"[M]ore than 2 million Latino voters — may head to the polls in November because of the “Trump effect.” Donald Trump’s disparaging remarks against unauthorized Latino immigrants have angered most Latinos because of their family immigrant histories — many of them are second- or third-generation Americans. And many Latinos may know someone dear to them who is or was an immigrant."It has gotten personal.
Mercedes Olivera email@example.com It’s a common refrain, heard repeatedly before elections: “Latinos don’t vote.”
Increasingly, however, it appears the reverse may be true, according to a new study released by the William C. Velasquez Institute in San Antonio last week. And local elected Latino officials are seeing the same trend.
In the 2014 midterm elections, more than 1 million Latinos turned out to vote in Texas. That translates into 48 percent of Latino registered voters — a considerable percentage when their numbers had gone down by 300,000 since the 2012 elections.
In addition, total voter turnout in Texas and around the country was anemic — 28 percent in Texas, and 36 percent nationwide.
“Never have we seen such a stunning turnout when a state loses so many voters but still performs in the turnout better than in the last two midterm elections,” said Lydia Camarillo, vice president for the Southwest Voter Registration Project in San Antonio.
“The narrative that Latinos don’t vote is just not true,” she said.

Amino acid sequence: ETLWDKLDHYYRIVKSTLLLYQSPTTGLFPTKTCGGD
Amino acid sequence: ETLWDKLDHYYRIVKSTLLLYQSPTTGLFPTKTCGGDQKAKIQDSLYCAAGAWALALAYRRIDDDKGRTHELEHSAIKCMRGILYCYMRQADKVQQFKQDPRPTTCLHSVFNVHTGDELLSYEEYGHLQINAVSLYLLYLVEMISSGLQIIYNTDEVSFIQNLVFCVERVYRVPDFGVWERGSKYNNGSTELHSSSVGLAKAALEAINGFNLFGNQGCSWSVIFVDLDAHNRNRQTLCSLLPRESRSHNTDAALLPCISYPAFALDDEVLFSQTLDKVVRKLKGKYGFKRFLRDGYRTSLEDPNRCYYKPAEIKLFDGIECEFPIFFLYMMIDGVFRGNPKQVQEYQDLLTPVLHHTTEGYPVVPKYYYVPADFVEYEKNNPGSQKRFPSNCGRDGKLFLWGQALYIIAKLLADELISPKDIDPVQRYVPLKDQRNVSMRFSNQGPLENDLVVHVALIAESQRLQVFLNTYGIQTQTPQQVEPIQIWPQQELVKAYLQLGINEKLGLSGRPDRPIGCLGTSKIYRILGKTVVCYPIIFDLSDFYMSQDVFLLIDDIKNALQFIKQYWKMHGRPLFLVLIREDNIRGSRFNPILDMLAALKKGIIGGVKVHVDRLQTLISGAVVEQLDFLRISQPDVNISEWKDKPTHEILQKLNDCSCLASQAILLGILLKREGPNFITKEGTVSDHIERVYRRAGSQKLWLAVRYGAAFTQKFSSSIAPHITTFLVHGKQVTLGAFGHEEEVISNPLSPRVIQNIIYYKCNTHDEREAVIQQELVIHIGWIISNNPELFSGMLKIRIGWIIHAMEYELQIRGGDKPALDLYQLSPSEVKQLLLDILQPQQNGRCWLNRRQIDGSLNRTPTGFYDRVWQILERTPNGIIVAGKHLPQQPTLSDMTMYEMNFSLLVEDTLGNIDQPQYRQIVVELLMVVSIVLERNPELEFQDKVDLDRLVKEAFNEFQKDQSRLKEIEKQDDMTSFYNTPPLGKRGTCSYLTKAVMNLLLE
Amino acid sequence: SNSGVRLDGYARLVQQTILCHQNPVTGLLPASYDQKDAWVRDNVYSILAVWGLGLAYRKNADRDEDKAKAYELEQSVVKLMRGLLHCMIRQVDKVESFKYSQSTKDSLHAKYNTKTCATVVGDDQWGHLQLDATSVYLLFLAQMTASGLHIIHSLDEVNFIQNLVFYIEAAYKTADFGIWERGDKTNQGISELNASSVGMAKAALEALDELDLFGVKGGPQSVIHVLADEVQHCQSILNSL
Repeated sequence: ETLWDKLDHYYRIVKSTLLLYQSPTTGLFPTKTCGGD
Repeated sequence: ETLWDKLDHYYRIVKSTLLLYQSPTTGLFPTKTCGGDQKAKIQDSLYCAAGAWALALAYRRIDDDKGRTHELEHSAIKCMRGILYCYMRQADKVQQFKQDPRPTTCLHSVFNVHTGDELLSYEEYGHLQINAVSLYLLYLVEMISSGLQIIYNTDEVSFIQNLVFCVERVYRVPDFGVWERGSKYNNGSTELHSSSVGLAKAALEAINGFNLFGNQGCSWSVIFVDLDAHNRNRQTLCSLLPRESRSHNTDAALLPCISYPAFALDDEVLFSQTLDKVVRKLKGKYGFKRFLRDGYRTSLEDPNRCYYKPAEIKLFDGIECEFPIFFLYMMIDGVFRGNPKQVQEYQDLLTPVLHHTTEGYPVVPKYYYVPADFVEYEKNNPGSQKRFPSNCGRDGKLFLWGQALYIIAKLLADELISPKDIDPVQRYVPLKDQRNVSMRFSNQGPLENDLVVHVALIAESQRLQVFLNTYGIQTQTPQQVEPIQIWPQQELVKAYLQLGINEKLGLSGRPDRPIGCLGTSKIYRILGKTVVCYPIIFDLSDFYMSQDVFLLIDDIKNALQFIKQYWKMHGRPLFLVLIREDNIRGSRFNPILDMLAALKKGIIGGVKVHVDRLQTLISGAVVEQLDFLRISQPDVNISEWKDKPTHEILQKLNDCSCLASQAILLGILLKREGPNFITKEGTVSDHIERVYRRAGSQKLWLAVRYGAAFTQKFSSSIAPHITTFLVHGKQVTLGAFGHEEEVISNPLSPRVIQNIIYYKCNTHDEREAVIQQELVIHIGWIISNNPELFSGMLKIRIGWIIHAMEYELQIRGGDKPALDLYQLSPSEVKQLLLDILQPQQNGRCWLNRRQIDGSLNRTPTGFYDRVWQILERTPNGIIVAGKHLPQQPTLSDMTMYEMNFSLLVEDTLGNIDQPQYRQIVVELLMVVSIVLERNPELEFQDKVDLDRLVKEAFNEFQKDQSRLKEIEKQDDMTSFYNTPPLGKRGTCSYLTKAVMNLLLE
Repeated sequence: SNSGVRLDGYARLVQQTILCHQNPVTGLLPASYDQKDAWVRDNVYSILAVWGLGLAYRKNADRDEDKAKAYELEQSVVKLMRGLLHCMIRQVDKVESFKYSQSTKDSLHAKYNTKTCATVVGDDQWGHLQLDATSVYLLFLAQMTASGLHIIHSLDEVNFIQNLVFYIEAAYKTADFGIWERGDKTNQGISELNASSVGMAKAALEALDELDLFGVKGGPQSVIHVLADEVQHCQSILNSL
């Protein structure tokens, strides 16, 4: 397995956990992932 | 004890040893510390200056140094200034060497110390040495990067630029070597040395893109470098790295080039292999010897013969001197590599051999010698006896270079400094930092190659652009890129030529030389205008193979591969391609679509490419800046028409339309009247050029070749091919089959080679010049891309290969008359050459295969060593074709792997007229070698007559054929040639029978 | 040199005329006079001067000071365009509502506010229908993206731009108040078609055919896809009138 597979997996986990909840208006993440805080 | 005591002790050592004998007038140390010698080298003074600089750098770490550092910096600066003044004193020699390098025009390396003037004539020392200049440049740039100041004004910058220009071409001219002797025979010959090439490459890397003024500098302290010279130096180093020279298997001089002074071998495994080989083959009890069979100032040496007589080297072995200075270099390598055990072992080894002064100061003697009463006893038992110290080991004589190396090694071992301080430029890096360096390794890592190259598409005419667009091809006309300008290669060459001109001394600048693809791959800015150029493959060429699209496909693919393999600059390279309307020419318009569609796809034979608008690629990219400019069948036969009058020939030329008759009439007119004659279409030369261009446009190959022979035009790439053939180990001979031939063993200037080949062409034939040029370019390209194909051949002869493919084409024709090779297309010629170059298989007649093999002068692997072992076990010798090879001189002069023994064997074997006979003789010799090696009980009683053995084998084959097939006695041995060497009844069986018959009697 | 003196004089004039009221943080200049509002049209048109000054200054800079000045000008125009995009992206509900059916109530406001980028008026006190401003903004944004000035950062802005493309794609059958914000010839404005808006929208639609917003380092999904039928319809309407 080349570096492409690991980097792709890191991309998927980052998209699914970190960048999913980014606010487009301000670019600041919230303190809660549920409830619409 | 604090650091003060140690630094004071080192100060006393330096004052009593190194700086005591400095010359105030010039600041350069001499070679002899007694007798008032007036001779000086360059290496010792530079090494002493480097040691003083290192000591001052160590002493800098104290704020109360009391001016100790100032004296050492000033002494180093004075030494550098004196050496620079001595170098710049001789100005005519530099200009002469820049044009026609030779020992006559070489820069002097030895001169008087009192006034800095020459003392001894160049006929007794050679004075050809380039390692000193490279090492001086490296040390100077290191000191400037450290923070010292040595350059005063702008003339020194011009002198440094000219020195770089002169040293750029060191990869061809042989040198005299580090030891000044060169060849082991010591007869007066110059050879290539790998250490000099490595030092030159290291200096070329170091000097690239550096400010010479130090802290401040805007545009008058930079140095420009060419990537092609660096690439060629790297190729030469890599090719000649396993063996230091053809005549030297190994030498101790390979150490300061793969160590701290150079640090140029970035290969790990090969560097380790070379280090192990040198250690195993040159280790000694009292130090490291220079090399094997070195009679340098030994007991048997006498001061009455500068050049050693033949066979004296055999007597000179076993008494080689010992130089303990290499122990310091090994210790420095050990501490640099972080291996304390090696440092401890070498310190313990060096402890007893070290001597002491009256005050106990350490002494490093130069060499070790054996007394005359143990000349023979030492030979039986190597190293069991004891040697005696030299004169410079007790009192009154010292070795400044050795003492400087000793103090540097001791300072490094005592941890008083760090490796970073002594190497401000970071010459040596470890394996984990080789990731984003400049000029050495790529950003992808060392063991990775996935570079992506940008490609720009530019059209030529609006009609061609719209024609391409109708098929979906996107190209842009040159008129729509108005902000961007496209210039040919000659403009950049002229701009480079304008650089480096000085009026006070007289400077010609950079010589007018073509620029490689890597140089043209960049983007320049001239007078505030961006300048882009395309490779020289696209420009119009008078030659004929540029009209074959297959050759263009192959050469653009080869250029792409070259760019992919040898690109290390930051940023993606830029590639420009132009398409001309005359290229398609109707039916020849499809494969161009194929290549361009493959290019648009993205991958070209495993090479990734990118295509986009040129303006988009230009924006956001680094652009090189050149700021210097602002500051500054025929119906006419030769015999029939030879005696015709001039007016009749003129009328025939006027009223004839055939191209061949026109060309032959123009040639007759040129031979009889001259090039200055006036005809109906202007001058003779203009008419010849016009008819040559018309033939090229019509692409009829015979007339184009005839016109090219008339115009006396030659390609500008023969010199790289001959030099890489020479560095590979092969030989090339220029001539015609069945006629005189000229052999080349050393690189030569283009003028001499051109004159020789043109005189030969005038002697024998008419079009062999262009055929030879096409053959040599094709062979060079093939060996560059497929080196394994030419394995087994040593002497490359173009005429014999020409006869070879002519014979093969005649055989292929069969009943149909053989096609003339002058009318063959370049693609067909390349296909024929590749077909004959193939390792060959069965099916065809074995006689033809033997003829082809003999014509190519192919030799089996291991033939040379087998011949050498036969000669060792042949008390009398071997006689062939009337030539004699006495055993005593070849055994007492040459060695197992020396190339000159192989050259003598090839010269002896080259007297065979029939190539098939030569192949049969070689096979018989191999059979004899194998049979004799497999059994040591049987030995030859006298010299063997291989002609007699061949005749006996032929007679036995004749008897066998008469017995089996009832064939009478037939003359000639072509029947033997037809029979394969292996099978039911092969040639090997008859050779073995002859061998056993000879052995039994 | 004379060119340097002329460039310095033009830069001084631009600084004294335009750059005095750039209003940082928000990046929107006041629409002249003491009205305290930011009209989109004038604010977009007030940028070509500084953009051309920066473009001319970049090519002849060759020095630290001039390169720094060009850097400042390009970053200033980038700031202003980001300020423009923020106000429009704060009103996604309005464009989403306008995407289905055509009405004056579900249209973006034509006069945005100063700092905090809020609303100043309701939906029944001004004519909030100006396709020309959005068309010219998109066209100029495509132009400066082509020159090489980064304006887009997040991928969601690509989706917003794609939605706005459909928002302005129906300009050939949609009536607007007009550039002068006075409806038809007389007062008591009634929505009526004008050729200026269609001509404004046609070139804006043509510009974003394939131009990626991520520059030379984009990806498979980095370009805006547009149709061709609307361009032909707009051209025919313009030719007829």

She cited other barriers to voting that still may play a role in depressing turnout, such as voter ID laws and a cumbersome electoral system that inhibits rather than encourages easy access to the polls the way same-day registration does in other states.
“You cannot blame Latino voters anymore,” she said. “If you want to change voting patterns for all groups, then you have to change the system.”
Nevertheless, the institute is projecting that a record number — more than 2 million Latino voters — may head to the polls in November because of the “Trump effect.”
Donald Trump’s disparaging remarks against unauthorized Latino immigrants have angered most Latinos because of their family immigrant histories — many of them are second- or third-generation Americans. And many Latinos may know someone dear to them who is or was an immigrant.
Fort Worth City Council member Salvador Espino said he has already seen it at work.
He said he has seen Latinos more engaged early in the presidential election cycle than in past years because of “frustration and concern” about comments by Trump.
He saw a similar situation when Ramon Romero ran for the District 90 legislative seat in 2014.
“There was a concern with Austin and the lack of diversity in the Tarrant County delegation,” Espino said.
Today, it is Trump who is lighting a fire under Latinos to become politically engaged.
“We take Donald Trump very seriously,” he said. “The more outrageous his statements, the more he rises in the polls. If he is not the nominee, no one is going to forget that many in the GOP did not call him out.”
Laura Barberena, president of the political consulting firm Viva Politics, echoed Espino’s sentiment.
“To what extent does his rhetoric define the Republican brand and is shaping it is the question,” said Barberena, who was present at the Velasquez Institute’s briefing last week.
“If they embrace Trump, then they’re embracing these politically charged positions that can be detrimental to the GOP brand in the long term with Latinos.”
The bigger question, though, is will Latinos still turn out if Trump is not the GOP presidential nominee.
Camarillo said that, either way, if Democrats want to win in Texas, “they can’t afford to sit on the sidelines and not invest in turning out the Latino electorate.”